A Relationship with What Is

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    The mind-as-thought has the unfortunate ability to go away from what is, and the human mind does so habitually and perennially. But the human brain also has the capacity to see things as they are in the moment.

    That capacity, nurtured daily, keeps the brain young. Though aging is a fact of life, I’m convinced that the brain does not have to deteriorate.

    There are three main environmental factors for deterioration of the brain: unresolved contradictions, sustained conflicts, and unnecessary mental/emotional memories.

    With the strong intent to see things as they are as much as one can (given the humble realization that thought is a very tricky animal and one can never be sure), the existential contradiction between ‘what I think’ and what is can be greatly reduced.

    In short, when faced with the many challenges of daily life, if one prefers and defers to actuality over ‘my perceptions,’ one has a compass that keeps the brain heading in the right direction and in basic order.

    A relationship with what is also greatly reduces intrapersonal and interpersonal conflict, which eventually wears on and wears out the brain.

    The other factor is very difficult for many people to grasp, or even consider: the matter of storing up unnecessary memories.  ‘I want my memories; I am my memories’ most people say. But that is patently false. A computer is its memories; a human being is immeasurably more.

    Dr. Robert Epstein, the former editor of Psychology Today and founder of the Cambridge Center for Behavioral Studies in Massachusetts, says, “The fact is, we do decline cognitively as we age, partly because we’re losing a lot of brain matter. I will oversimplify, but roughly by the time we’re in our 70’s, the brain has atrophied quite a bit, so roughly we’ve lost 20-25% of brain volume by that time.

    That’s rough alright. And he’s right, he does oversimplify. This self-fulfilling prophecy fits and follows with the data that by the age of 85, half of Americans are diagnosable with dementia. Is that a given? I don’t think so.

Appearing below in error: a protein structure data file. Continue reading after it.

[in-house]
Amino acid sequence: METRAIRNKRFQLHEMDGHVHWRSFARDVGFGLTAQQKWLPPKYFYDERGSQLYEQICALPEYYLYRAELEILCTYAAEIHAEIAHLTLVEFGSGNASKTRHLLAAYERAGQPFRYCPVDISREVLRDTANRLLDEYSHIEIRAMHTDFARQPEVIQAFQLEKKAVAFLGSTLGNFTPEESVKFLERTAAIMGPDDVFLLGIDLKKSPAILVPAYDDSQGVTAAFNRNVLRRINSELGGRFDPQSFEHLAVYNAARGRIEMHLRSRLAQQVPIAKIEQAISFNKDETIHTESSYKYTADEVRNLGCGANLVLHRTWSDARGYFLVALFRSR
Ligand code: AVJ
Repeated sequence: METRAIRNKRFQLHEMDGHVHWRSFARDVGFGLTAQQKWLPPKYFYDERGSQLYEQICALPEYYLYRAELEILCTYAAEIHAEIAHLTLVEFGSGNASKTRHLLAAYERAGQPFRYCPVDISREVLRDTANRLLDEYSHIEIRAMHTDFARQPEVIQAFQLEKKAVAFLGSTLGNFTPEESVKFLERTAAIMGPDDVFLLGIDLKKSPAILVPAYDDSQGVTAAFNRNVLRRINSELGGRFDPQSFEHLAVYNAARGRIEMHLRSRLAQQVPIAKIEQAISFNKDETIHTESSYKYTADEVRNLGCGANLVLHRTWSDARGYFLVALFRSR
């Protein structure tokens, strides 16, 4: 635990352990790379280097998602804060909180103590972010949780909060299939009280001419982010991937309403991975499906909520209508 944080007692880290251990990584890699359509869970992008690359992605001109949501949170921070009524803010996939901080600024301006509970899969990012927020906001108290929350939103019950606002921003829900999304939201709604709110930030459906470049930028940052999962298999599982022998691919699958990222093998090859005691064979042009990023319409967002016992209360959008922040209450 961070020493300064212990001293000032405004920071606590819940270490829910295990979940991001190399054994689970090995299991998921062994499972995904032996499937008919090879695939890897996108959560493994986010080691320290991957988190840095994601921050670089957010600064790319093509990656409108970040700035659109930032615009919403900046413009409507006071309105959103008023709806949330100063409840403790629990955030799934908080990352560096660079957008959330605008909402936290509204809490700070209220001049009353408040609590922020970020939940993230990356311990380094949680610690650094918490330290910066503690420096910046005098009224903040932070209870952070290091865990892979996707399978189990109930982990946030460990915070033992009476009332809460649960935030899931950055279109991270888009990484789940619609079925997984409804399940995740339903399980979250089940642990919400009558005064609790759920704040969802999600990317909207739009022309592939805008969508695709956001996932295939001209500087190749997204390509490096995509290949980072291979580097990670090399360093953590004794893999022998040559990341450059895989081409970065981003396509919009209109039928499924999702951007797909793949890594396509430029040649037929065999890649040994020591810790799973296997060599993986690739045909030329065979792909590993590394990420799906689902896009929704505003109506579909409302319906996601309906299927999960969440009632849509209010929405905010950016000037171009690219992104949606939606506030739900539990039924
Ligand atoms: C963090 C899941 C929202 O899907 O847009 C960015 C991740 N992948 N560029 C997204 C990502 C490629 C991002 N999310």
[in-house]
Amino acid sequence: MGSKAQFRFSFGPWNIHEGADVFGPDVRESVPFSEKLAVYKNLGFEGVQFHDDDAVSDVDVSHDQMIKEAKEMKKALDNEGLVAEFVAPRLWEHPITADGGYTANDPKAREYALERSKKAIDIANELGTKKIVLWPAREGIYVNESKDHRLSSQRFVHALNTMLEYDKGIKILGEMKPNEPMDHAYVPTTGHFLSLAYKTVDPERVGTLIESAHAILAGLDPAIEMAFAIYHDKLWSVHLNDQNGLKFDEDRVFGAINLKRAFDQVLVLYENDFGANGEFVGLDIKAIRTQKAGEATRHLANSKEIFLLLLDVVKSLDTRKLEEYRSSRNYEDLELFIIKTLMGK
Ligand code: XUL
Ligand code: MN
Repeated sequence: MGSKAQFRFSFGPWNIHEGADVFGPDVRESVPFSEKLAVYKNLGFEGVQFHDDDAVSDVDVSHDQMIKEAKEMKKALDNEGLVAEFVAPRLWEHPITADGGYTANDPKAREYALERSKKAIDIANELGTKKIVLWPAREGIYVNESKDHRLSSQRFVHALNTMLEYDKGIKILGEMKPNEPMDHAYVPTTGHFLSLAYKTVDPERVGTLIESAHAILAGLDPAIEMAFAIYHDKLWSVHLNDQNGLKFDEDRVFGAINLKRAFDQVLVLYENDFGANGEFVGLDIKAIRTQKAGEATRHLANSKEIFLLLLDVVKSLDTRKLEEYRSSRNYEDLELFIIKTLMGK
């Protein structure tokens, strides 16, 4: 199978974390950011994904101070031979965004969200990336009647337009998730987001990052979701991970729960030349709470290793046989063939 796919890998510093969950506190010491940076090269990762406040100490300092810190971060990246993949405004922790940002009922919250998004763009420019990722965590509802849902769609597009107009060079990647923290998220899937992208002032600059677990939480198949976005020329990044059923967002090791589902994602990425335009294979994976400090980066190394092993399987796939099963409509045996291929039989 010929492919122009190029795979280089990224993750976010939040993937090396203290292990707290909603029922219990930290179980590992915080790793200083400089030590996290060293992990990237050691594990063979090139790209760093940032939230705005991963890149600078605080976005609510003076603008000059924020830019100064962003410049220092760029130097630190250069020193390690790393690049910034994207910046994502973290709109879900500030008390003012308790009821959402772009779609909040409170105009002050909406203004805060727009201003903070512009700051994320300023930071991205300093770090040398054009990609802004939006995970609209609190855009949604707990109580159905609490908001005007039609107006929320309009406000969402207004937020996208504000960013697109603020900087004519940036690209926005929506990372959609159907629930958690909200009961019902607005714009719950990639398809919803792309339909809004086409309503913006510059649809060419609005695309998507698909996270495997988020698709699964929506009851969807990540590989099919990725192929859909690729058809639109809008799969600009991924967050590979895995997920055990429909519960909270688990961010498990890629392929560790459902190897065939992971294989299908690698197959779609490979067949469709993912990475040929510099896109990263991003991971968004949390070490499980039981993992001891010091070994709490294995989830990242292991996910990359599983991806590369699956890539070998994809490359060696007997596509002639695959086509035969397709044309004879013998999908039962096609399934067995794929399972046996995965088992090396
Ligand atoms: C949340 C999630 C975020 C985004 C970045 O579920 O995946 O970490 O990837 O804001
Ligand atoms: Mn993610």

Though it runs counter to scientific assumptions at present, I don’t think the brain needs to age like other organs. The brain can, through insight, continually renew itself. But to do so, one has to have the overriding intent to see things as they are, not as one wants to see them or has been conditioned to see them.

    Looking down through the crystal clear waters of the steeply sloping mountain reservoir, I watch two species of fish swim next to the shore. They’re mostly small trout and bass, and at times a score or more of them school together, languidly cruising back and forth in their liquid home.

    The lake and its environs are so quiet that the mind is instantly and intensely thrown back on itself. The stillness induces people to speak in hushed tones, and many evince a reverence for the place. “Don’t tell too many people about it,” someone will often say.

    At first it’s like observing small fish in big aquarium, but within a few minutes something startling happens, revealing an underlying truth that can never be perceived by watching fish in a tank, even huge tanks like at the Steinhart Aquarium in San Francisco.

    As I observe the tiniest movements of the fish, noticing how they propel themselves forward, and sometimes backward, with the slightest flicker of their fins, the silence in the atmosphere becomes indistinguishable from the silence of water.

    Watching the fish leisurely swimming in the still waters under a glassy surface adds another dimension to the quietness in the air.  One realizes, palpably, that soundlessness is of the essence, in air or water, and that silence in nature mirrors the silence of the cosmos.

    From that realization, there is a simple insight: The universe is alive, not just on the biosphere of the earth, but in its very nature.

    There is barely a ripple on the lake. A frog croaks, and is answered by another a quarter mile away. Across the inlet, over 200 meters away, the footfalls of a hiker crunch the ground.

    After three-quarters of an hour, human voices spill over the water’s surface from nearly a mile distant, at the other end of the lake. A hawk with long thin wings and striated under-markings soars over the inlet. It’s time to leave.

    Martin LeFevre

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